News and Commentary Lessons Learned in Creating an Online Community of Practice

Educators are the vehicle for learning, yet we spend little dedicated time developing our own skills, knowledge, and performance. Even when we do take the time, the new skills we learn often deteriorate without consistent practice or feedback.

We know that educators can sustain skills and continue to improve if we have a continuous way to:

  1. conveniently engage in deliberate practice
  2. receive feedback
  3. reflectively practice the very things that we teach
  4. have a community of practice partners and expert coaches.

We set out to build an interprofessional online community of practice that would give health professions educators a forum to do just that.

A Learning Community Approach

We envisioned a community of new and old friends and colleagues who could engage in conversations and activities that focus on continuous self-improvement as a means to helping others improve.

We created and piloted the online “CMS Virtual Campus: An Interprofessional Community of Practice” with 100 interprofessional (simulation and non-simulation) health professions educators.

Educators were able to develop and reinforce skills in reflective practice giving and receiving feedback, debriefing, and communicating effectively, among other topics at their convenience. Activities ranged from book clubs to advice columns, and from discussion forums to online reunions. We used podcasts, videos, blogs and online discussions to deliver the content. Educators received peer and mentor support, including through scheduled feedback sessions and small group activities that involved role playing and simulated situations. The varying modules (activities and courses) were all structured to model interprofessional learning.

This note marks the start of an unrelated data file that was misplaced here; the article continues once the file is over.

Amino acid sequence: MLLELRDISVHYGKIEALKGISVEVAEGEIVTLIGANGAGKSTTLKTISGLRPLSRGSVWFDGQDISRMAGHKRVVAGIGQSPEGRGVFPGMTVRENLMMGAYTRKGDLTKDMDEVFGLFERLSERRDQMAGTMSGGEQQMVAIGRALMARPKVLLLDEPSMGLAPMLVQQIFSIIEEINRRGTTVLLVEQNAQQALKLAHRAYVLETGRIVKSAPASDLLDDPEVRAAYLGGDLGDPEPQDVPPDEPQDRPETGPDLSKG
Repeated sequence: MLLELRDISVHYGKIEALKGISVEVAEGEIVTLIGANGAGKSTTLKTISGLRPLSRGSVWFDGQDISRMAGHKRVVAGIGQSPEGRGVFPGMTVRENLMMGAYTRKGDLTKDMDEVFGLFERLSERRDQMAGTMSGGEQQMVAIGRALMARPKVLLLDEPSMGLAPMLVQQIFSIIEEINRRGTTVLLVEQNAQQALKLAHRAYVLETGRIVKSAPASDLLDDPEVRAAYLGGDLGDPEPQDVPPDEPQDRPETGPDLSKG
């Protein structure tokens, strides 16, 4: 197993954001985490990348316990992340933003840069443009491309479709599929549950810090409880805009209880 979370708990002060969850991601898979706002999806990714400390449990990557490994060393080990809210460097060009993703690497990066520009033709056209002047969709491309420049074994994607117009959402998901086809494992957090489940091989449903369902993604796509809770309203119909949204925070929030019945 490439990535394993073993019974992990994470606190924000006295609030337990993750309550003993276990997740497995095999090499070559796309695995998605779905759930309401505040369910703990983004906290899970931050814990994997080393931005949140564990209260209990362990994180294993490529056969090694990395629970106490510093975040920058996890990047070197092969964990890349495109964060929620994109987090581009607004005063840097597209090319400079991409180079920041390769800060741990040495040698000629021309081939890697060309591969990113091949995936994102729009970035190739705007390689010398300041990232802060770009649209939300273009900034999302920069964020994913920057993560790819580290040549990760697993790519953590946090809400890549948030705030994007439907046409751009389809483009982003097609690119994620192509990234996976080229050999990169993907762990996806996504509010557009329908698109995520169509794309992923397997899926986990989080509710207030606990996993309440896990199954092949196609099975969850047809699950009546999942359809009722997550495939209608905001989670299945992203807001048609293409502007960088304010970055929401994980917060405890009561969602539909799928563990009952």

Our hope was that those who participated in such a community would be able to develop a deeper understanding for IPE and be able to use their enhanced knowledge and skills to help other faculty and learners at all stages.

What We Learned

The pilot helped us understand in depth the needs of users, ways to address them, and ways to offer the things that we found to be effective to all health profession educators. We’ve captured our findings in this report which we hope offers a guide to others who are interested in building their own virtual community of practice.

It also surfaced the importance of developing educators’ skills in having effective feedback conversations. Feedback is a source of pain for all interprofessional educators. The level of interest in our Feedback Course Pilot was astounding: 100 learners were invited for 40 seats. Within one week, 60 expressed interest of taking the course (6 hours a week for 5 weeks), 20 of which we wait-listed. The online attendance rate was 98%. The participants reported completing 90% of the assigned homework. The most frequently reported reason for dedicating personal time, attending the course, and completing assignments was interest in gaining the skills to be better at understanding and having feedback conversations. We have now made our Feedback Course widely available:

We also offer to you our lessons learned in this full report:

In this report, we tell our story of what we did and what we learned in the process including lessons learned in: needs assessments, user experience, online engagement, feedback conversations, business model testing, communities of practice, project purpose, and innovation and new project management.

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